Mayor Bill Foster's Friday rejection of the Rays' amendment proposal got a bit of play over the weekend, even though the editorial pages were surprisingly quiet (don't worry, there's always the upcoming week).
Sports talk hosts couldn't stop talking about the decision, which provided me a nice opportunity to chat about the topic with WDAE's J.P. Peterson during his Saturday show. But in a point I've made before, I asked J.P. how many fans would make a $600 million stadium worth it?
Our conversation ultimately went in a different direction, but J.P. and I agreed the Rays' biggest problem was the lack of convenient transportation options for fans in Tampa Bay. It doesn't have to do with driving across a bridge, but Downtown Tampa - even with a stadium - will never look like Denver's LoDo or Seattle's SoDo or Boston's Fenway neighborhoods because it doesn't have light rail.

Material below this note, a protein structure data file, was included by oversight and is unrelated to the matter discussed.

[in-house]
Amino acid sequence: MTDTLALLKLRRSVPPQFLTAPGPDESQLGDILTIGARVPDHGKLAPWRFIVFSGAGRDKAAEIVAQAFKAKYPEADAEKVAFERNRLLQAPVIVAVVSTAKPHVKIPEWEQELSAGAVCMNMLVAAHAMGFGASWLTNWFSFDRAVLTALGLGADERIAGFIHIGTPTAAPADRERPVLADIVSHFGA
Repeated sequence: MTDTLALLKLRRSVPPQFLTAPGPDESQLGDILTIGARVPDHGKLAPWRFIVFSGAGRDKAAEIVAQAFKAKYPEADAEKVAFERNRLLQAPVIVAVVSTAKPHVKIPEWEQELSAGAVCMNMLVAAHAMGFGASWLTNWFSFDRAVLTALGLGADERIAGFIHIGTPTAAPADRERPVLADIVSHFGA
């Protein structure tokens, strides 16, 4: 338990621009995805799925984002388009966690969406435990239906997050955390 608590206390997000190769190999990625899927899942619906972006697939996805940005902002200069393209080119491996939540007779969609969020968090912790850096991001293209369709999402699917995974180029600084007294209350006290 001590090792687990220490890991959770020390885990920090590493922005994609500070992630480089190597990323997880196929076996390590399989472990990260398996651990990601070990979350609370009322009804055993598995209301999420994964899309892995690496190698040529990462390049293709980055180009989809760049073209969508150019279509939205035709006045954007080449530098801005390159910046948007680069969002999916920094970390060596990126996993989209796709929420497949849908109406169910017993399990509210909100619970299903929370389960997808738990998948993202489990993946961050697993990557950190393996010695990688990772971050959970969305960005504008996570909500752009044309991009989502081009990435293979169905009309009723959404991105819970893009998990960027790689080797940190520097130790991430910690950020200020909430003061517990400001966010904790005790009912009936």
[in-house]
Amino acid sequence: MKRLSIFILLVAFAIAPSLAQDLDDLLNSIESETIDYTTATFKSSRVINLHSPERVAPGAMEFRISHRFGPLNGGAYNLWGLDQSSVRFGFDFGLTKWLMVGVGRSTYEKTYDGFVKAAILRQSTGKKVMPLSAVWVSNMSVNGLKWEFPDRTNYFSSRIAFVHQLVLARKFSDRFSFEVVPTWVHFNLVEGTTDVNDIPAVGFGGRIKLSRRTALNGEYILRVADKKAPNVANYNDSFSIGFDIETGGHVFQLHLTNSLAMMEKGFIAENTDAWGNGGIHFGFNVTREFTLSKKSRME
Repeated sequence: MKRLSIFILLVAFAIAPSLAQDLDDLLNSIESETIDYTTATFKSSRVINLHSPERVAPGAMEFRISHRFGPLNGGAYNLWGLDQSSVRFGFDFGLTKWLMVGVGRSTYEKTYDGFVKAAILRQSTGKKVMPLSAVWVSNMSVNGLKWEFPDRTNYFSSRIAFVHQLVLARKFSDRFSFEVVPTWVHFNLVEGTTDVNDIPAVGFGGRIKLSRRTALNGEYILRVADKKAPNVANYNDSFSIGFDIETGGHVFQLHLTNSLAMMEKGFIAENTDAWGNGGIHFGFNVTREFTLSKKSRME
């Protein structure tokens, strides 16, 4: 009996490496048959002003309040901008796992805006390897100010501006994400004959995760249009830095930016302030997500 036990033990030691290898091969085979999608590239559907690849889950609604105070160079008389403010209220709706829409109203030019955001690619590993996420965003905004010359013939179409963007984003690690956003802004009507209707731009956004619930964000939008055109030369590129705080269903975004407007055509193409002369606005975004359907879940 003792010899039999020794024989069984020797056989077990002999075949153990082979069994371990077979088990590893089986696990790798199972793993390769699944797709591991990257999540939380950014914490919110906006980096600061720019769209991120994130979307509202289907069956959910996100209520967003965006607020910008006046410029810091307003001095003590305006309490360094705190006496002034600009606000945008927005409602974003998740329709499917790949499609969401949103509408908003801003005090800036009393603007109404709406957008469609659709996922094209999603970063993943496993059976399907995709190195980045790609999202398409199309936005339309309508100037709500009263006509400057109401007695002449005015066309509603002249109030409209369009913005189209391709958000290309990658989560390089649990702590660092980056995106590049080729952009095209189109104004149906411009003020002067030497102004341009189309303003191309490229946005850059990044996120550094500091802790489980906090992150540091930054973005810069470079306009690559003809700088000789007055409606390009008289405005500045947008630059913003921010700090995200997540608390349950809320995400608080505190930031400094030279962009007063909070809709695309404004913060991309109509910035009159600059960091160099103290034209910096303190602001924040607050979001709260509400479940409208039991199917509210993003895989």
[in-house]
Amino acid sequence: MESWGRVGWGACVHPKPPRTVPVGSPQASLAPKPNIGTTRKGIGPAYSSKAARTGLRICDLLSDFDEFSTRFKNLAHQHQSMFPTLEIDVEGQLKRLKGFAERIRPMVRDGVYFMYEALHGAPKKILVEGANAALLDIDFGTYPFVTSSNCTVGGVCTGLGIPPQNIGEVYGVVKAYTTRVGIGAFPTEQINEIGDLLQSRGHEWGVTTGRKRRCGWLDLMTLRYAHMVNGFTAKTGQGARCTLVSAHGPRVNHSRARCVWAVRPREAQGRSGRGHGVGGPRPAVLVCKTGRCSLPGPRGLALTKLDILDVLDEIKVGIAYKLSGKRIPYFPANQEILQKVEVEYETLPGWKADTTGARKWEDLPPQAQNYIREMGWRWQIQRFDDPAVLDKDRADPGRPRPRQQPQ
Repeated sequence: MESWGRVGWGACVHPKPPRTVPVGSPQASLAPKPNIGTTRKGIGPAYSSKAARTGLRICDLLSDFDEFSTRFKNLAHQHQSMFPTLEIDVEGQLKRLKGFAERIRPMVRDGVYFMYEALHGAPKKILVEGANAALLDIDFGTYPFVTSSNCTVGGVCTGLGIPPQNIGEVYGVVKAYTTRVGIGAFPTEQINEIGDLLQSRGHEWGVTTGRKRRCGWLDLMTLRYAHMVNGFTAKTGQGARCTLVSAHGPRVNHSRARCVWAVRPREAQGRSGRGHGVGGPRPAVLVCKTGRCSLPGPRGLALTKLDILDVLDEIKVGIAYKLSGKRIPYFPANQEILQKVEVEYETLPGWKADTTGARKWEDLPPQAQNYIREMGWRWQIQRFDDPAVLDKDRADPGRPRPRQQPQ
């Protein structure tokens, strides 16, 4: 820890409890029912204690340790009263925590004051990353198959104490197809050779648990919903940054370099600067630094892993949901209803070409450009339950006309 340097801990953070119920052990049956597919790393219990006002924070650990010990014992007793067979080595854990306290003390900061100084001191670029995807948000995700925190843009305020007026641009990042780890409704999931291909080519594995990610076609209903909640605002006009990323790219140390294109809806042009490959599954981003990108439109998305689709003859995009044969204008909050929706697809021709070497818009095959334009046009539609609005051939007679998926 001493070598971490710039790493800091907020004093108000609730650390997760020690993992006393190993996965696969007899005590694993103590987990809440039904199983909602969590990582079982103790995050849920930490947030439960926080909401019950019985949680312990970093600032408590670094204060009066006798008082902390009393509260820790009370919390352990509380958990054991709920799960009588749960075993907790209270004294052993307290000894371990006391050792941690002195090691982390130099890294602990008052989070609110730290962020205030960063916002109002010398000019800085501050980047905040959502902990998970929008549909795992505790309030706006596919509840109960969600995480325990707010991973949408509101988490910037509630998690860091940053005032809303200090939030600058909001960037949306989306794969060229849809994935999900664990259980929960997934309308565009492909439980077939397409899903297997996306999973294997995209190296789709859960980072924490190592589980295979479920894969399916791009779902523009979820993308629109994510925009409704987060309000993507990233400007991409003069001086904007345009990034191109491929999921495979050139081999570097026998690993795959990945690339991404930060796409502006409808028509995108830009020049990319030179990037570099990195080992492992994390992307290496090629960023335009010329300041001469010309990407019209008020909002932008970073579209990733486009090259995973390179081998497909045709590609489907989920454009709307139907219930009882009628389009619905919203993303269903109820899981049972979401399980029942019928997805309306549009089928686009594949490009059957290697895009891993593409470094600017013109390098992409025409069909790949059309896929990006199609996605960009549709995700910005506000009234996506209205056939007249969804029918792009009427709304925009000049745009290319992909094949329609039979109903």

The Tampa Tribune alludes to the issue in comparing Baltimore's stadium district to Downtown Tampa.
Elsewhere in the papers this weekend, no news on the Bud Selig front; Marc Topkin reports the commissioner wasn't happy with Foster's stance on the Rays' contract but isn't doing anything about it right now.
But the most interesting thing to ponder from this weekend - was whether Foster's transparent case for public support accomplished anything.
He wrote to Stuart Sternberg, "when you became the principal owner of the Rays in 2005, you did so with your eyes wide open, fully aware of this history, and with full knowledge of the commitments made by your predecessors just ten years earlier."
"The potential for attendance challenges was foreseeable in 1995, and discussed at length during negotiations," Foster continued. "And thus, the City bargained away some of its interests in exchange for a thirty year agreement that could not be terminated on the basis of attendance."
Those words weren't directed to the Rays' owner, but indirectly, all of Foster's critics who think he's going to chase the team out of town.